Showcasing newly developed web platform

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Gordon Bell
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Gordon Bell is a pioneering computer designer with an influential career in industry, academia and government. He graduated from MIT with a degree in electrical engineering. From 1960, at Digital Equipment Corporation (DEC), he designed the first mini- and time-sharing computers and was responsible for DEC's VAX as Vice President of R&D, with a 6 year sabbatical at Carnegie Mellon University. In 1987, as NSF’s first, Ass't Director for Computing (CISE), he led the National Research Network panel that became the Internet. Bell maintains three interests: computing, lifelogging, and startup companies—advising over 100 companies. He is a Fellow of the, Association of Computing Machinery, Institute of Electrical and Electronic Engineers, and four academies. He received The 1991 National Medal of Technology. He is a founding trustee of the Computer History Museum, Mountain View, CA. and is an Researcher Emeritus at Microsoft. His 3 word descriptor: Computing my life; computing, my life.

CGA palette
Mark Dean

If you have ever used a PC with a color display you have been acquainted with the work of Mark Dean. After achieving a Bachelor’s degree in electrical engineering from the University of Tennessee, Dean began his career at IBM. Dean served as the chief engineer on the team that developed the first IBM PC, for which he currently holds one third of the patents. With colleague Dennis Moeller, he developed the Industry Standard Architecture (ISA) systems bus, which enabled peripheral devices such as printers, keyboards, and modems to be directly connected to computers, making them both affordable and practical. He also developed the Color Graphics Adapter which allowed for color display on the PC. Most recently, Dean spearheaded the team that developed the one-gigahertz processor chip. Dean went on to obtain a MSEE from Florida Atlantic University and a Ph.D. in electrical engineering from Stanford University. He is a member of the National Academy of Engineering, has been inducted into the National Inventors Hall of Fame, and is the first African-American IBM Fellow.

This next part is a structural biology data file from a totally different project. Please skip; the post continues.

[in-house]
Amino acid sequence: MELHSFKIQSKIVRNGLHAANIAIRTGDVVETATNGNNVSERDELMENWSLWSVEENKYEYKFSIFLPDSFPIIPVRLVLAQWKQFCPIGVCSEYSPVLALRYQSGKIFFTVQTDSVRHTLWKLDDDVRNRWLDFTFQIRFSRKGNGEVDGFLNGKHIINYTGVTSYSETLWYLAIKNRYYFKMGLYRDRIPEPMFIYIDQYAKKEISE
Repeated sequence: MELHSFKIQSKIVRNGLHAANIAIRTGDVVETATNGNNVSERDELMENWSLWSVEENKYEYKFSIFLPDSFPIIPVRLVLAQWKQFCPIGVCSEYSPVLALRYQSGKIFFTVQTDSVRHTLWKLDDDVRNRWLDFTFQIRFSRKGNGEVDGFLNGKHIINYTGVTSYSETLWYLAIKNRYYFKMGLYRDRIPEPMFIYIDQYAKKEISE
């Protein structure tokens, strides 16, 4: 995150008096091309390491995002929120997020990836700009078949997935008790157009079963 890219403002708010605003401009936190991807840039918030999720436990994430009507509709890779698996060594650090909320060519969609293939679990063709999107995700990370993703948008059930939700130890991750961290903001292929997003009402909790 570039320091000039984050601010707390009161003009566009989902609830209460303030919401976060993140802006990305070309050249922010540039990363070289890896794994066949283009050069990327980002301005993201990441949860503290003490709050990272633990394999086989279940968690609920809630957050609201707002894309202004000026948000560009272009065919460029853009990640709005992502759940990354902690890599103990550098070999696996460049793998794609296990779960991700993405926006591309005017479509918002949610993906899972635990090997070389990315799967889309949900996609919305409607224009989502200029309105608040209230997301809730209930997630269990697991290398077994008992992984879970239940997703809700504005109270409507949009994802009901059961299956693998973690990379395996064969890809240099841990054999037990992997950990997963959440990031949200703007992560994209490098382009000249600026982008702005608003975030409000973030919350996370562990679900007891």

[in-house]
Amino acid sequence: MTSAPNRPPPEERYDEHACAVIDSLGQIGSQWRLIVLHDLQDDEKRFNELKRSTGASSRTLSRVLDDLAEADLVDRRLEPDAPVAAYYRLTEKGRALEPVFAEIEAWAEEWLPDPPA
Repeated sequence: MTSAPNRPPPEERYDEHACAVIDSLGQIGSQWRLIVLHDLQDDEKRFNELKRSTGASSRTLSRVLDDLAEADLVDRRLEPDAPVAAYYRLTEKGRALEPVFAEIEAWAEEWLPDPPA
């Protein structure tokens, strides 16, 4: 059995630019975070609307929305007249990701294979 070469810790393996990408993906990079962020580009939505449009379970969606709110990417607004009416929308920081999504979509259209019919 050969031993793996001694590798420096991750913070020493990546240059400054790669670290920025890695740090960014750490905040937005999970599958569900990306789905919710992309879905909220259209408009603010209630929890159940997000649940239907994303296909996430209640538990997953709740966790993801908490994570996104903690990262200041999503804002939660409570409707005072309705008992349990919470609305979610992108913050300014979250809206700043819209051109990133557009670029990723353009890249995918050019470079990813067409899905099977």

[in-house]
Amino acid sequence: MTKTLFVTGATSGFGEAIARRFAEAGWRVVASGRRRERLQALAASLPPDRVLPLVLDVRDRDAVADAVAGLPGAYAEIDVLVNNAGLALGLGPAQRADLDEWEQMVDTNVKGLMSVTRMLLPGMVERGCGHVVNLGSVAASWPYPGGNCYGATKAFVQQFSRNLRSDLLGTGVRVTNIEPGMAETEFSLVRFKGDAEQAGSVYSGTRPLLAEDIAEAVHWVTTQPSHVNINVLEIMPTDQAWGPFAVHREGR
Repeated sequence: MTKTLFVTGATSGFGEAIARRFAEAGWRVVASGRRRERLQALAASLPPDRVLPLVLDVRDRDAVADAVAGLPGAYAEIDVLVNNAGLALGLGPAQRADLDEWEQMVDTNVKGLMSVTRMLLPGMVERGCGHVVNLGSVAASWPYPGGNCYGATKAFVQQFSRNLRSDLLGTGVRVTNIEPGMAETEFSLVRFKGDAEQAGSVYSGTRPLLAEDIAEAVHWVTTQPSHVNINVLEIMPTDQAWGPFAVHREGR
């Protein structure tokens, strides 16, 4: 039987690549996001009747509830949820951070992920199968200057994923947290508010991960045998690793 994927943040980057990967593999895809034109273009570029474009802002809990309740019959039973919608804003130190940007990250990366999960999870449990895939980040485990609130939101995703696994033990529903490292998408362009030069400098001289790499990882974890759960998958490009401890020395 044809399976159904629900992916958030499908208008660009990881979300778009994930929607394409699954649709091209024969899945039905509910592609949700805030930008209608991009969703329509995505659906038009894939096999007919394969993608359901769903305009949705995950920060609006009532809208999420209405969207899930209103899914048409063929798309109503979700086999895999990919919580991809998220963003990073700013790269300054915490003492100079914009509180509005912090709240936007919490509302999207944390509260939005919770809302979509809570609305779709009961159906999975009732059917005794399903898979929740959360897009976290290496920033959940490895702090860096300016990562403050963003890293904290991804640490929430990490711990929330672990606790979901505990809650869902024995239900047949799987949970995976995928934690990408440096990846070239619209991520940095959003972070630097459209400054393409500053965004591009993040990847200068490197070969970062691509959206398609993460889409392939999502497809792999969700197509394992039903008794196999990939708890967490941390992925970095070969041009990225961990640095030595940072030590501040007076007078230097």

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James Dammann

If you have used a word processor today, moved your mouse on your laptop, dragged an object around on your smartphone, or highlighted a section of text on your tablet, you can thank Jim Dammann. In 1961 during his second year at IBM and just one year after completing his PhD, Jim created the concept of what today we all take for granted -- the cursor. This idea he documented in utilizing the cursor within word processing operations.